OLSAT Kindergarten Practice Test
All about the OLSAT Test Level A
The OLSAT test level A is the lowest test level of the Otis-Lennon School Ability Test. This level measures a child’s ability to follow directions while assessing general knowledge not typically taught in school. It is traditionally used to determine the learning and school competencies of pre-kindergarten and kindergarten students. These questions can often be difficult for adults, let alone four-year olds!
If you know your child will be taking the OLSAT Level A, begin test-prep as soon as possible, both by building the underlying skills the OLSAT tests and by exposing them to the test format. The last thing you want is for your child to be overwhelmed on test day.
Many schools do not inform parents that their child will be tested until a couple of weeks before the exam will be administered, so if you are trying to get your child into a gifted and talented program, call the school early to see if they use the OLSAT. Sometimes the OLSAT is given with another test like the NNAT.
Included below are some additional pieces of information that should clarify what you child will encounter on the Level A OLSAT:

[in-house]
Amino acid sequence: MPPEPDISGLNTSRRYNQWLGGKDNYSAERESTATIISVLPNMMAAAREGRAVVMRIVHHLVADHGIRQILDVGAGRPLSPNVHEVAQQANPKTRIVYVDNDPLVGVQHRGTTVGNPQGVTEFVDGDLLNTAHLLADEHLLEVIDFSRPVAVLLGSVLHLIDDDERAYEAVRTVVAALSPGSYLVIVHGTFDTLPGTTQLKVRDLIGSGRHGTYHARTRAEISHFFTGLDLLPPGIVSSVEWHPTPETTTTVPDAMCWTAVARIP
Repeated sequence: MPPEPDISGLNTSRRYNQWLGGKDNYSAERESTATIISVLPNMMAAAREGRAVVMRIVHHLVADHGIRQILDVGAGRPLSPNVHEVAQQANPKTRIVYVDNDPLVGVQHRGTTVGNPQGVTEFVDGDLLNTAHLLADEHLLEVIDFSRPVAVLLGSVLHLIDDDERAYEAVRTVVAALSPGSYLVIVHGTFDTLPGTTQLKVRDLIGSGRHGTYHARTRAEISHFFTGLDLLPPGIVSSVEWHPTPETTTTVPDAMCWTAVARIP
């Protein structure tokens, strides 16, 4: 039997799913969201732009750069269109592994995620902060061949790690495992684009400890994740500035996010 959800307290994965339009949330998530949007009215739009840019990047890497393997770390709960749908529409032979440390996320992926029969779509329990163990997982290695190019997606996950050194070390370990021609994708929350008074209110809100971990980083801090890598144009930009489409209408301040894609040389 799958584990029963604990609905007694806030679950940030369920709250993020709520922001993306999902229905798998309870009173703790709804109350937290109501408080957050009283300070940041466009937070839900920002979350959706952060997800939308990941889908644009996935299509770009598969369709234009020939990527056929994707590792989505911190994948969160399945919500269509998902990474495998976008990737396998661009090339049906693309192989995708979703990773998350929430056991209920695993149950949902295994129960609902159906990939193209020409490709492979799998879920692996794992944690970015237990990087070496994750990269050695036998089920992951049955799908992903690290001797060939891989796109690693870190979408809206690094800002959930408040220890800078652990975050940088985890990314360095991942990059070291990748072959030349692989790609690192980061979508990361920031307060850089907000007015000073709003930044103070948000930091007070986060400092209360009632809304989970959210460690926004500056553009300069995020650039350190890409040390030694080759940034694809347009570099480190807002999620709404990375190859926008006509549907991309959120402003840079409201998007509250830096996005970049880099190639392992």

- Expect your child to be in the testing room for 45 minutes up to an hour. This is not a timed test. The questions will be read aloud to the child and your child does not need to know how to read. There are a total of 60 questions.
- Children that fall into the age range of three and four years old are expected to answer only 40 questions out of the set of 60 questions given from the test. Five year olds are expected to answer all of the 60 questions from the test.
- As a parent you should know that the this level of the test complies to a certain age range limitation for children. The results of the tests will be evaluated.and compared to children that fall into the same three month band as your child.
This page offers practice questions that will help both you and your child to become familiar with the content and format of the exam questions. For additional sample questions, sign up for our 100 free practice questions.
1.) Which of the pictures below is different from the rest?
2.) Point to the picture that shows this: David and Mark got very tired after they played ball.
3.) Point to the picture that does not belong.
A child’s arithmetic and aural reasoning skills are tested during this portion of the exam. It examines a child’s pictorial reasoning abilities which includes items on the level A exam on picture classification, analogy and series. Figural reasoning is also measured through the OLSAT level A. Question types include figural classification and analogy, pattern matrix as well as figural series.
1.) 3rd from left
2.) 2nd from the left
3.) 2nd from the left